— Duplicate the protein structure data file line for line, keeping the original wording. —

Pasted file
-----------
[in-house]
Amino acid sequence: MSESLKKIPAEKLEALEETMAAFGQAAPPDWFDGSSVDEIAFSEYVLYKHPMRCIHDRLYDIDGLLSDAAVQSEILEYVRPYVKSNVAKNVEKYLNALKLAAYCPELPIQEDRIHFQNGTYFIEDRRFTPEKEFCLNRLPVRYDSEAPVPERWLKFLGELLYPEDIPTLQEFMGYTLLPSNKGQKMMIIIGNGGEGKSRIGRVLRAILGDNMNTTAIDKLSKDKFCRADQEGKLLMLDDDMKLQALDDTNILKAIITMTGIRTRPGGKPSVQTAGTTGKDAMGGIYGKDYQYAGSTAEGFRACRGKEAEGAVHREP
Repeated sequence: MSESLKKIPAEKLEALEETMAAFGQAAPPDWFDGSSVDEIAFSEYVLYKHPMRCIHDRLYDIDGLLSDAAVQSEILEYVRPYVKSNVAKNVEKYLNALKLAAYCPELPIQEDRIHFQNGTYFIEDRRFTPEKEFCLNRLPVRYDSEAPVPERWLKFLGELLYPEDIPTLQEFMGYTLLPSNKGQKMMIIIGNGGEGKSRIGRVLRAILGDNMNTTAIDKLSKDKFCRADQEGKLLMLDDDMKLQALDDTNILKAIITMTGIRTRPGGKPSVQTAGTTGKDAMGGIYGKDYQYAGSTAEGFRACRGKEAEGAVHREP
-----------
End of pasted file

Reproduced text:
[in-house]
Amino acid sequence: MSESLKKIPAEKLEALEETMAAFGQAAPPDWFDGSSVDEIAFSEYVLYKHPMRCIHDRLYDIDGLLSDAAVQSEILEYVRPYVKSNVAKNVEKYLNALKLAAYCPELPIQEDRIHFQNGTYFIEDRRFTPEKEFCLNRLPVRYDSEAPVPERWLKFLGELLYPEDIPTLQEFMGYTLLPSNKGQKMMIIIGNGGEGKSRIGRVLRAILGDNMNTTAIDKLSKDKFCRADQEGKLLMLDDDMKLQALDDTNILKAIITMTGIRTRPGGKPSVQTAGTTGKDAMGGIYGKDYQYAGSTAEGFRACRGKEAEGAVHREP
Repeated sequence: MSESLKKIPAEKLEALEETMAAFGQAAPPDWFDGSSVDEIAFSEYVLYKHPMRCIHDRLYDIDGLLSDAAVQSEILEYVRPYVKSNVAKNVEKYLNALKLAAYCPELPIQEDRIHFQNGTYFIEDRRFTPEKEFCLNRLPVRYDSEAPVPERWLKFLGELLYPEDIPTLQEFMGYTLLPSNKGQKMMIIIGNGGEGKSRIGRVLRAILGDNMNTTAIDKLSKDKFCRADQEGKLLMLDDDMKLQALDDTNILKAIITMTGIRTRPGGKPSVQTAGTTGKDAMGGIYGKDYQYAGSTAEGFRACRGKEAEGAVHREP